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#HR Tip – Talk To The Employee, Not His Parents: When An Employee's Parent calls HR

“What we got here is a failure to communicate” - Cool Hand Luke

I am amazed at how often I hear from human resource managers that an employee has had his/her parent(s) call HR to discuss the child’s employment situation. And I’m not talking about the parent calling in to report that their adult son or daughter (who undoubtedly has a cell phone) is sick and won’t be in. No, I have even heard parents who called and acted as an advocate for the employee in disciplinary situations, or pressed for an explanation as to why a medical expense was not covered by the health insurance plan.

Perhaps it is simply another symptom of the “helicopter parent” generation, and the child was never really taught to be self-sufficient. Or maybe it is because the kid only knows how to text, as opposed to engaging in an actual face-to-face conversation.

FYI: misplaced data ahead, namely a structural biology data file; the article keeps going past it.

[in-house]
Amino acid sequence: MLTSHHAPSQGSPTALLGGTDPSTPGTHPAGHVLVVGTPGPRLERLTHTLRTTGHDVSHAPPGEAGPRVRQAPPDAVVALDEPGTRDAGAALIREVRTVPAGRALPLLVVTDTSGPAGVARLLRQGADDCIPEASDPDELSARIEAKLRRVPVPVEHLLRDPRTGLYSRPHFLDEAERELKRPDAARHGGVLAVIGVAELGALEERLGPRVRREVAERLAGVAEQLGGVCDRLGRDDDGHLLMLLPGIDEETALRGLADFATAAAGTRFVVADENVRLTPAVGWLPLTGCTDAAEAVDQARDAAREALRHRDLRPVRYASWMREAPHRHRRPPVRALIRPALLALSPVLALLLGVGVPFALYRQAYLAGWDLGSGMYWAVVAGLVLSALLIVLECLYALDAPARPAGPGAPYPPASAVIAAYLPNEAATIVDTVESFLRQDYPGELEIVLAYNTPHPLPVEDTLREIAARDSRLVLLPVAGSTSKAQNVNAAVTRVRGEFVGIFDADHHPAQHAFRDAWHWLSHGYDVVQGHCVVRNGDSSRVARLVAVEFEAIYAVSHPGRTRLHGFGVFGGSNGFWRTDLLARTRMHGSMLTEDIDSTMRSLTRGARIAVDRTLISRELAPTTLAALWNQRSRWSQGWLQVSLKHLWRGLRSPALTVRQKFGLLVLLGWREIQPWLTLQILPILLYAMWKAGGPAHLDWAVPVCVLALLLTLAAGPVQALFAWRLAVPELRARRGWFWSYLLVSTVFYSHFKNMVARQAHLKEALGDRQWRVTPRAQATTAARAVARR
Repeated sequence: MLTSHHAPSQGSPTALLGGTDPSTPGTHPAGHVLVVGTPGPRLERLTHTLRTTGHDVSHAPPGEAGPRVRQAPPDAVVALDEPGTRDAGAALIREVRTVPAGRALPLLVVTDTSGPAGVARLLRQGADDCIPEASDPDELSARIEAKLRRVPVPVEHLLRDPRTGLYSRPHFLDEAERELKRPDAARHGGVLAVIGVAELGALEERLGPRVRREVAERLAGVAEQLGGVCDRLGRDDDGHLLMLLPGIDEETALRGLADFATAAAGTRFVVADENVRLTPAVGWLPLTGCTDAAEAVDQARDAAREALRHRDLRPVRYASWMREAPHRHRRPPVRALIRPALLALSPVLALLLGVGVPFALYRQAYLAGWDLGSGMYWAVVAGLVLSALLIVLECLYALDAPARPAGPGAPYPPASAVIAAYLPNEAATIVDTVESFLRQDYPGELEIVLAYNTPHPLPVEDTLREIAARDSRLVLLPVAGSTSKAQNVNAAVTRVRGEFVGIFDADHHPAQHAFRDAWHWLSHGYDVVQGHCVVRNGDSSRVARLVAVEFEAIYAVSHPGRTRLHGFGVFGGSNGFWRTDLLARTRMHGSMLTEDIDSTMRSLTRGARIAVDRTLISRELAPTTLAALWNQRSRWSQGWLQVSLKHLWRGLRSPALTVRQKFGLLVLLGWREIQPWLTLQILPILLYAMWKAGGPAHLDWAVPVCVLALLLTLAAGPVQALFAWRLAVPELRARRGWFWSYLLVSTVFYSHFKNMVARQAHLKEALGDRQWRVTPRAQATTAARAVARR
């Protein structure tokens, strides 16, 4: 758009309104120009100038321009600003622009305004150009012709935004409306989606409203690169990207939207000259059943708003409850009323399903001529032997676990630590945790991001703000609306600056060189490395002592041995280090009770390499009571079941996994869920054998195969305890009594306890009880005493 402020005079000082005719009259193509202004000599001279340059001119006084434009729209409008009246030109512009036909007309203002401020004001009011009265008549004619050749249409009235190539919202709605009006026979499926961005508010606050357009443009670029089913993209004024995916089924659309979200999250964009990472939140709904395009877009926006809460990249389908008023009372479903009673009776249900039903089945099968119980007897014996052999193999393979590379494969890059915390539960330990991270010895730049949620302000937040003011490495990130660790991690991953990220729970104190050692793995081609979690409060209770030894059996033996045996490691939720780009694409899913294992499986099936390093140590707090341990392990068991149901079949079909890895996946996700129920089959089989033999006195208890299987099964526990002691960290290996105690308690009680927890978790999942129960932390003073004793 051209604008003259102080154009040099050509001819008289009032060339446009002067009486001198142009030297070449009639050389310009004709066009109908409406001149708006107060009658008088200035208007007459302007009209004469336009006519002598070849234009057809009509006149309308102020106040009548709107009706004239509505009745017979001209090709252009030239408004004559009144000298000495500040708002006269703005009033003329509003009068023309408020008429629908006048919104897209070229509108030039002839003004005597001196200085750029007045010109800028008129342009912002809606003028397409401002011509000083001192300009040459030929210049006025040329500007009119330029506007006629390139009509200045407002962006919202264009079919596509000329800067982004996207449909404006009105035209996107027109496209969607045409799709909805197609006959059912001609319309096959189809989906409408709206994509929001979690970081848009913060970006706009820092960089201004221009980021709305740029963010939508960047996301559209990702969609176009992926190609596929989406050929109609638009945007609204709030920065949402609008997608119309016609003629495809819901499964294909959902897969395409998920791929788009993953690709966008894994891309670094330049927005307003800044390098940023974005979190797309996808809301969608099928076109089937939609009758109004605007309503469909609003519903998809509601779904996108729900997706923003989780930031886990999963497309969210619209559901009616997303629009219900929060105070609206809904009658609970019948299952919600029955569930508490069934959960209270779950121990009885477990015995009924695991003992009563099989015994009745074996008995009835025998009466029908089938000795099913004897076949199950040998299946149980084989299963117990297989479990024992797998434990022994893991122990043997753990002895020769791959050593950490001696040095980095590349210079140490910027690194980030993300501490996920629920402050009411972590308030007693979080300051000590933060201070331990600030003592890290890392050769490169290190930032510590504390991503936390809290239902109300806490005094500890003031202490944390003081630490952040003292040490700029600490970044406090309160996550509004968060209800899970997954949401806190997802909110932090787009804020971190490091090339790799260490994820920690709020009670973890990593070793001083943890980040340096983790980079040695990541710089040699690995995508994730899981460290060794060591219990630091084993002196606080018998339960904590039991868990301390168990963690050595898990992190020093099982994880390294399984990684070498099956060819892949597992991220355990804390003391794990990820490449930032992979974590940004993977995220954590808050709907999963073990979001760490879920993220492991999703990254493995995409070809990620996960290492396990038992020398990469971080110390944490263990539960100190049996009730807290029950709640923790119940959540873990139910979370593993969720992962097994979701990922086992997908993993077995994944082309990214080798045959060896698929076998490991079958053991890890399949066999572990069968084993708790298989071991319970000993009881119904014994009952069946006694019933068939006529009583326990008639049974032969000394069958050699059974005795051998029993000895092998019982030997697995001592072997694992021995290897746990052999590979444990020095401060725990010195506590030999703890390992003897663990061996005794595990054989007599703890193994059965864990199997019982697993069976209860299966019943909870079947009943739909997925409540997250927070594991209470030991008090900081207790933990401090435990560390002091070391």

Regardless of the cause, HR managers should avoid such communications if at all possible. First, the parent is not your employee. Assuming the child is not a minor or the legal ward of that parent, you have no legal obligation to talk to that parent. Second, as what is discussed is often confidential in nature, and you have no idea whether the employee actually authorized the parent’s call, you could face an irate employee who claimed you violated his privacy. Third, anything you say to that parent could be used against you as evidence in a later lawsuit by the child.

So don’t put yourself in this no-win situation. Politely tell the parent (or spouse) that you can only talk to the employee, and will await their call. Then hang up.

© MICHAEL BEST & FRIEDRICH LLP

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About this Author

Mitchell Quick, Michael Best Law Firm, Labor and Employment Attorney
Partner

Mitch serves as a trusted advisor to businesses on all aspects of management labor and employment law. Clients value his deep knowledge of employment and labor laws, with an emphasis on wage and hour law. Clients regularly seek his counsel regarding compliance with the many and continually changing labor and employment laws, as well as to address challenging or risky personnel situations.

Mitch has represented businesses across a range of industries, including: 

  • Large and small manufacturers

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